Partnership Tool: Setting Expectations

Setting Partnership ExpectationsCongratulations! You’re forming a new partnership to support your nonprofit’s work. Here is a set of questions to help you and your partner establish expectations for your work together.  In advance of your first meeting (or at it), either individually or together, answer the questions. Take notes so that you can measure your progress and catch conflicts before they grow into a rupture.

    1. What is the goal (or goals) of the partnership?
    2. Why is this goal important to your organization? Why will my board, staff, volunteers, and donors support it?
    3. What measurable signs can we anticipate when we achieve the goal? That is, what will success look like? (Go beyond any first easy answers.)
    4. Estimate the time frame it will take to complete this goal.
    5. How many meetings and total hours do you anticipate?
    6. To make the goals a reality, who needs to be part of the partnership? Are you missing any key people? If so, whom? Do they share the goals above? What’s in it for them?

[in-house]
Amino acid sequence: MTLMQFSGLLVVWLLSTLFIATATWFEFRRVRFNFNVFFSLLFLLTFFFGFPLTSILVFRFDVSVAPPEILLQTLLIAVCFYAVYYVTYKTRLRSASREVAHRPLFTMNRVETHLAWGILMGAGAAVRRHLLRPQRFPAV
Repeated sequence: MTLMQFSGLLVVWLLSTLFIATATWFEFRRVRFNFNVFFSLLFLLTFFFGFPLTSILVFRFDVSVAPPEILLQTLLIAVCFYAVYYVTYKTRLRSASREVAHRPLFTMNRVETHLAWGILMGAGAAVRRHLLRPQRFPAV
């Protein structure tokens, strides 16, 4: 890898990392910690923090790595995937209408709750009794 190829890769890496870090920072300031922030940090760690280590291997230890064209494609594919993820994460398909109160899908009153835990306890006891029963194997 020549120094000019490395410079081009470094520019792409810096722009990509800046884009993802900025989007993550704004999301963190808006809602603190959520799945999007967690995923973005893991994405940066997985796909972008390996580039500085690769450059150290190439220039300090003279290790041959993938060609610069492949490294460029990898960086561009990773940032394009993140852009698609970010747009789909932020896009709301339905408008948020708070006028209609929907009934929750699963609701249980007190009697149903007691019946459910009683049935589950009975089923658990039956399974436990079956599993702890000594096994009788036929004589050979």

7. How will we reward people for helping us to succeed? Are there any rewards for failure that need removal?
    8. I will take the following actions to develop or enhance trust in this partnership:
    9. The following are three signs of my organization’s commitment to this partnership:

For help evaluating a partnership, use this tool.

To identify potential supporters, including new partners, use this helpful process tool.

If you’re considering a merger with this new partner, use this.

Author
Karen Eber Davis

Before founding her firm, Karen Eber Davis developed the Sarasota County Community Development Block Grant Program. Under her leadership, this infant program received the National Association of Counties National Affordable Housing Award for the Down Payment Assistance Program. To date, the program helped over 1,800 families realize their dreams of homeownership. She also worked with the City of Ft. Lauderdale and the Florida Department of State, Division of Cultural Affairs, where she developed the division’s first audit program. In an earlier position at Good Shepherd Lutheran Church in Tampa, she organized senior, youth, and children groups plus family activities. Her youth staffing work with the Florida Synod of the Lutheran Church in America supported youth ministries in 120 congregations in Florida.